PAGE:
Latest Technology at Leever
GE Discovery™ MI DR PET/CT significantly improves diagnostic accuracy and reduces patient exposure to radiation by more than 50 percent.
There has never been a time in the history of cancer research when scientific breakthroughs and technological innovations have come at a more rapid and steady pace. It is a time of strengthening optimism, rising survival rates, and continuously improving treatment options for cancer patients. As these advances revolutionize the way we treat the disease, cancer centers are being challenged to invest in the new technologies that allow them to remain at the forefront of cancer care.
“When we opened our doors more than 15 years ago, we did so with an eye toward the future — with the understanding that we would continue to change and grow in ways that would allow us to remain on the cutting edge of cancer care and treatment,” says Kevin Kniery, executive director of The Harold Leever Regional Cancer Center. “Along with our Board of Directors and its members, Saint Mary’s Hospital, and Waterbury Hospital, we have done just that by continuously investing in new and emerging technologies. The evolution of our PET/CT center is an excellent example of our commitment to our mission.”
Leever’s first PET/CT facility was a mobile unit, much like those at other facilities across the region. Then, in 2006, the Leever Cancer Center opened a new 4,000-square-foot PET/CT Imaging Center, one of a few such centers in the area, and the only dedicated PET/CT in a radiation oncology department in the state of Connecticut. Over the years, regular investments in system updates and processes continued to advance Leever’s capabilities, while laying the groundwork for a major renovation of the center, completed earlier this year. The work included the installation of a state-of-the-art, premium PET/CT system. The GE Discovery™ MI DR is built for speed and accuracy, employing an extremely high-sensitivity detector and the most innovative reconstruction technology available. The result: unparalleled resolution that can detect even very small lesions earlier in the life of the disease, and repeatable measurement accuracy from one exam to the next that may reduce CT dose by up to 60 percent with improved image quality.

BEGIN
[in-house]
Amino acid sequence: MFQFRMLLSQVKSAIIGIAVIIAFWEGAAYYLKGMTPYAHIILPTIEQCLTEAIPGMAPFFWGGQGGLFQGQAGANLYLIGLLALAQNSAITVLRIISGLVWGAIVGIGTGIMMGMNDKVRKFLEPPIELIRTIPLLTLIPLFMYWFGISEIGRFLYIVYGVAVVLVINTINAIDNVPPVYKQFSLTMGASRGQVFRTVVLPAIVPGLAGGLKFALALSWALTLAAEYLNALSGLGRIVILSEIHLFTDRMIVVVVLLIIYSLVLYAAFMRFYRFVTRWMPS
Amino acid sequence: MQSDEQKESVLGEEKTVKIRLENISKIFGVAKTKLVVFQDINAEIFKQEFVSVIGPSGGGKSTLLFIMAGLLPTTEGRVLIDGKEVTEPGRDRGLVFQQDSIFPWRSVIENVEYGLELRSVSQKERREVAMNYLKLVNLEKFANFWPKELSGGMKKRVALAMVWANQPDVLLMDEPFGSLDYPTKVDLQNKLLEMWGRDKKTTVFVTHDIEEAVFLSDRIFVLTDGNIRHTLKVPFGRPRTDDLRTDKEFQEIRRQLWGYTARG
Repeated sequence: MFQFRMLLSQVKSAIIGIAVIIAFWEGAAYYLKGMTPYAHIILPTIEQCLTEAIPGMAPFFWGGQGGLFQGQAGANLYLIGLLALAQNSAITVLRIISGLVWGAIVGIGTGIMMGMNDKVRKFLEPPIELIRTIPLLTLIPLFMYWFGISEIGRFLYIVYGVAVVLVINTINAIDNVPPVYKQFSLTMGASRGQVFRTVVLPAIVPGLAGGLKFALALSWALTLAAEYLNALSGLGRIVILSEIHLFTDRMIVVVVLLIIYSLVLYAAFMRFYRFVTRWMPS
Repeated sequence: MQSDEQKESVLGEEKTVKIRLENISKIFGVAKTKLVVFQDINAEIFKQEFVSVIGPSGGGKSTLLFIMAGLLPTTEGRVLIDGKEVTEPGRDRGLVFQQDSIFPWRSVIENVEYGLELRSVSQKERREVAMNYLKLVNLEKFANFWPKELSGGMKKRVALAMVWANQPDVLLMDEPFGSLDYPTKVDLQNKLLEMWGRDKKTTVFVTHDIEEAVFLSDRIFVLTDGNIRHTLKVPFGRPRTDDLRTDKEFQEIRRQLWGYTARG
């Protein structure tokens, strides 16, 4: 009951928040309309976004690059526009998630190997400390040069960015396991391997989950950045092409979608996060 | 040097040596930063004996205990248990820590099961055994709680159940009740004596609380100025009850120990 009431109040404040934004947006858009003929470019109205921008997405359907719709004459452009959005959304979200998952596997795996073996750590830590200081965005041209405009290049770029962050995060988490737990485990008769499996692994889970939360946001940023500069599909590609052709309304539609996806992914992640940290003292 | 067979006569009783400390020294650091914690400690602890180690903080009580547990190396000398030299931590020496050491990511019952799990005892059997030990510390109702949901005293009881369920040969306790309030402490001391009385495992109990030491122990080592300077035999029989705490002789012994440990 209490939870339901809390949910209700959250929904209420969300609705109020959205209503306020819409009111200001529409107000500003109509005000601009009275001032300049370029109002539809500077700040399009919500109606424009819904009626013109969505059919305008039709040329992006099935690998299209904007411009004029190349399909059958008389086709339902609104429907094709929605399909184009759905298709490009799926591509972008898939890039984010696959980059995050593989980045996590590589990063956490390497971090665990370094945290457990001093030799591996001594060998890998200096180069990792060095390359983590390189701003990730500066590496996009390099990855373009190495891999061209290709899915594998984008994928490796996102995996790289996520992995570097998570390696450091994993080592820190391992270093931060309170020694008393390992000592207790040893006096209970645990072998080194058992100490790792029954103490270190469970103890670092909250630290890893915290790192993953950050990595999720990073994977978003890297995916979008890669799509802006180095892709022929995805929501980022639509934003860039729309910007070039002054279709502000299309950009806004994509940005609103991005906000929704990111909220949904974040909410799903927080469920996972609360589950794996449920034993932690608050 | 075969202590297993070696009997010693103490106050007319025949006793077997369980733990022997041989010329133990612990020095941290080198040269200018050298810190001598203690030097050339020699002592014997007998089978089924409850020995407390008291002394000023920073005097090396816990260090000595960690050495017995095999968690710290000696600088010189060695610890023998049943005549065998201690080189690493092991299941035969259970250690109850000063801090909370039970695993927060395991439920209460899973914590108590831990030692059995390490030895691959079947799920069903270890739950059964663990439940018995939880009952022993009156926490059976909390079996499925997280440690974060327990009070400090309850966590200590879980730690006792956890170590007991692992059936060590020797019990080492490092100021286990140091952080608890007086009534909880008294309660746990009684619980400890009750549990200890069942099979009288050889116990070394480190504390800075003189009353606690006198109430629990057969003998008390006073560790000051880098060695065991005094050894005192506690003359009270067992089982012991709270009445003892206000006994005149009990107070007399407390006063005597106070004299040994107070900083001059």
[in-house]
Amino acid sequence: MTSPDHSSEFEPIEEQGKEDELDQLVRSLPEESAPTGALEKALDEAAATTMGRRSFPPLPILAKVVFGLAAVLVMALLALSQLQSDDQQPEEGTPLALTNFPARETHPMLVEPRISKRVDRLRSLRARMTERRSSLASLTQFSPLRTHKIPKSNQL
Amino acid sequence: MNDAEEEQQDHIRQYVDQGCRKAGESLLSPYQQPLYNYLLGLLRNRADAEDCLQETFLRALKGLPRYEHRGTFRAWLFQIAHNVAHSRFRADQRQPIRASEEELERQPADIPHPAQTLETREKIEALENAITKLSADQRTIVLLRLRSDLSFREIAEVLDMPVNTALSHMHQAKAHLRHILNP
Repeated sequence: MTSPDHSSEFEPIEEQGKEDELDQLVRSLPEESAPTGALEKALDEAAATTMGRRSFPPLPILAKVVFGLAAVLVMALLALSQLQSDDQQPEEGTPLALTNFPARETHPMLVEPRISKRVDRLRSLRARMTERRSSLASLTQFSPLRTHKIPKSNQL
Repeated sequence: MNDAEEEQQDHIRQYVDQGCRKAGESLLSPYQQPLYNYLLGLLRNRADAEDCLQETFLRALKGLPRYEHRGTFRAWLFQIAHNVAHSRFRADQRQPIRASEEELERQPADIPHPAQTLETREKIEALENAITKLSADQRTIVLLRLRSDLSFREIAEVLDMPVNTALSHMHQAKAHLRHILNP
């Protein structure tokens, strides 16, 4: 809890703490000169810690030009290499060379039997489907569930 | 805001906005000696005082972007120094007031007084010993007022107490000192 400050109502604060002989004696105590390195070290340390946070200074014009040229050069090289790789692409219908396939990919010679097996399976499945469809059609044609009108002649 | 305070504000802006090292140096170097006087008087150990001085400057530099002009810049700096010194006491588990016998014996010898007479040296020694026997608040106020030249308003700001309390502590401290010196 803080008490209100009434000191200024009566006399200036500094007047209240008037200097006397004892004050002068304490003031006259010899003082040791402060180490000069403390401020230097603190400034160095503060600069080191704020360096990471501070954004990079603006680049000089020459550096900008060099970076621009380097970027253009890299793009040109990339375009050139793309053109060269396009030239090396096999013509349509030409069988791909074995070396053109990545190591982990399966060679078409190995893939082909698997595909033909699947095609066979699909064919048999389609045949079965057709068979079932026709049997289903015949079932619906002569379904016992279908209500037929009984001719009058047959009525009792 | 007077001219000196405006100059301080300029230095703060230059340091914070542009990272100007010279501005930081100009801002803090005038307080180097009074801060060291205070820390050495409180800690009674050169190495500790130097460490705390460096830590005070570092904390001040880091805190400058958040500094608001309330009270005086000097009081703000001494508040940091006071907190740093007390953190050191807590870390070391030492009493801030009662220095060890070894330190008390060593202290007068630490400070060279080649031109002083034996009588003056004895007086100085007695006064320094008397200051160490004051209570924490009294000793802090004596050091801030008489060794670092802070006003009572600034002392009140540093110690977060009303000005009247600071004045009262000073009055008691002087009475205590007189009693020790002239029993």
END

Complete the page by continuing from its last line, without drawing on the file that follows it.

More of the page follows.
“The new system offers patients two critical advantages,” notes Radiation Oncologist Jeffrey Bitterman. “The diagnostic sensitivity of the scan is much higher and exposes the patient to less than 50 percent of the radiation dose as compared to previous generation scanners. That means I can more accurately delineate the precise location of the tumor, which could change our treatment plan dramatically. That in turn means fewer side effects and better outcomes for patients!”
PET/CT images offer precise and detailed information about the exact location and metabolic status of a tumor. The combined clinical images provide important information for radiologists, dosimetrists, radiation oncologists, and surgical oncologists. They also offer information about the effectiveness of ongoing chemo or radiation therapy treatments, which allows doctors to accurately adjust to optimize effectiveness.
“The PET/CT scanner plays a critical role in oncologic care,” says Dr. Douglas Housman, a radiation oncologist at Leever. “It is a critical component of diagnosis in a great number of disease sites. With regard to lung cancer, for example, PET/CT imaging is part of a standard of care; a critical component in establishing the extent of disease. The new system incorporates a more sensitive scanner that will allow us to see things earlier and perhaps intervene earlier to improve patient outcomes.”
In addition to the technological upgrades, the Imaging Center also got a facelift, with changes to the walls, floors, and ceilings.
“Aesthetically, the new room and the layout of the new area are quite pleasing and calming,” says Dr. Bitterman. “I’m a firm believer in the mind-body connection, so if our patients feel more comfortable in the renovated space, I think that can make for a more positive, pleasant experience overall.”